- Ethereum: By far the leading public-permissionless smart-contract blockchain. With the majority of decentralized applications and users, it offers security, stability, network effects, and corruption prevention. If an enterprise decides to adopt a public blockchain for its applications, chances are they will go with Ethereum or one of its scaling solutions. There is also the Ethereum Enterprise Alliance (EEA) that helps accelerate ‘business Ethereum’ via professional and commercial support, advocacy and research, standards development, and ecosystem trust services (link).
- Hyperledger Fabric: Hyperledger is an open source blockchain framework and arguably the most well-known technology for private blockchains. It offers multiple products, but Hyperledger Fabric is the most adopted one. Hyperledger was at the core of IBM’s push into blockchain a few years ago and is being developed by the Linux foundation (link).
- R3 Corda: Started as an open-source project with a focus on uses related to financial institutions, Corda has hundreds of regulated financial institutions and fintechs working with its technology. It focuses on direct transactions between businesses, while ensuring privacy on the network (link).
- Quorum: A private-permissioned project tailored to business applications and technically based on Ethereum. Quorum was launched by J.P. Morgan and acquired in 2020 by Consensys, one of the largest software companies building products for the main Ethereum ecosystem (link).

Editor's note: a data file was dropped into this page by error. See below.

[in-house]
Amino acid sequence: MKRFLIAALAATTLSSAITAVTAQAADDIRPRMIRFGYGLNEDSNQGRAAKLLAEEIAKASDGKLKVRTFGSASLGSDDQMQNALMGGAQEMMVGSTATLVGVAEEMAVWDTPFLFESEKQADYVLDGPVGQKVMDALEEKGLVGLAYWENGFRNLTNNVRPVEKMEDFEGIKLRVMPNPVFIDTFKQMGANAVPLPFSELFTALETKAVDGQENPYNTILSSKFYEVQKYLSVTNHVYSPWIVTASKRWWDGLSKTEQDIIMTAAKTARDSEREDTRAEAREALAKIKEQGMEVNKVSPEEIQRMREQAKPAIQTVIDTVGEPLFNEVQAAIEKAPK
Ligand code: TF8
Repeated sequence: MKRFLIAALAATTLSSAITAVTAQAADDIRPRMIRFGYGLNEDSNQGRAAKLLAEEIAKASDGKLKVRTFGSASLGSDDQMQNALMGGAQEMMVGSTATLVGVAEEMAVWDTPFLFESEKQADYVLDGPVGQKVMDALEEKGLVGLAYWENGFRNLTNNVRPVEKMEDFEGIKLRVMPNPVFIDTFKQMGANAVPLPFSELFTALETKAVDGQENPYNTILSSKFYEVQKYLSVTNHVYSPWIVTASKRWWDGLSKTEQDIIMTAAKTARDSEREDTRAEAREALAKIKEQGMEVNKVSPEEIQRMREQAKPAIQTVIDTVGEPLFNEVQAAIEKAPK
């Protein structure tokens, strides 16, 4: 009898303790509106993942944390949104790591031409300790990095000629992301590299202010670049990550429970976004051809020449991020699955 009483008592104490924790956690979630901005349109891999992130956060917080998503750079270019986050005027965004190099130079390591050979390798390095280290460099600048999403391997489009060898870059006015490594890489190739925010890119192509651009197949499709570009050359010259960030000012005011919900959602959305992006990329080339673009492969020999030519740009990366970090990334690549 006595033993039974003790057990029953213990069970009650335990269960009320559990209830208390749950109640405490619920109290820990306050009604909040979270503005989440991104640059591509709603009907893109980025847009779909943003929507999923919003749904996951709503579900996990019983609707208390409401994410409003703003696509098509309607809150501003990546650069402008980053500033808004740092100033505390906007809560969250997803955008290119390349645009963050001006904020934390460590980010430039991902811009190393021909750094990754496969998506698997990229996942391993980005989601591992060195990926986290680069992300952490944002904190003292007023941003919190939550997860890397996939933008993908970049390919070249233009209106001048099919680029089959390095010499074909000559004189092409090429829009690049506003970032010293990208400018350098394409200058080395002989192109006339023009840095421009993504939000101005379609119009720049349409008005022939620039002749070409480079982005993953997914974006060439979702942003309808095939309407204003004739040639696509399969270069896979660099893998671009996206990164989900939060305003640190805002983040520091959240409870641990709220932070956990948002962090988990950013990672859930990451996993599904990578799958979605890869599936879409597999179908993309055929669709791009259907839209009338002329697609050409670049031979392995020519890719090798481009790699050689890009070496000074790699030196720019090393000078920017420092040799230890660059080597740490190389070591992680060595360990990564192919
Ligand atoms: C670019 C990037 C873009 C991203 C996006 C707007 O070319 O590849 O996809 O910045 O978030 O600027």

Possible application areas
Businesses are exploring a range of use cases for blockchain, with varying levels of actual, real-world applications and development so far. The following merely indicate areas which may potentially benefit from blockchain adaption:
- Supply chain management: Supply chains have become highly complex and usually employ many independent, centrally organized databases, meaning high fragmentation. So a single, decentralized ledger, maintained and adopted by all relevant parties, could bring significant efficiency gains. In addition, it could improve tracing and trust across the supply chain for items such as pharmaceuticals, food, and precious elements such as diamonds.
- Incorporating regulatory elements: Covering the pros and cons of crypto regulation would require a whole article – but what about already-regulated entities? Blockchain, in the right form, could provide higher transparency and increased security against data fraud. The above-mentioned R3 Corda has such features natively implemented in its service offering.
- Record keeping / sharing: This application area could particularly benefit the public sector. Bringing public records on-chain could allow for improved traceability, accessibility and efficiency. Obviously, such a system would need sophisticated privacy and access controls.
- Governance / voting: Voting is pivotal to our political and economic system – but it’s challenging to transform it into a digital, privacy-protected, and tamper proof form. Blockchain could possibly overcome the obstacles – and help to streamline voting processes in the public and private sectors.
- Financial industry: It’s still not clear whether blockchain will completely disrupt the financial system, or just serve as a new technology sitting within the old structure. Still, many of the advantages of blockchain technology are highly relevant to finance – and the advent of DeFi has driven one of the blockchain boom cycles.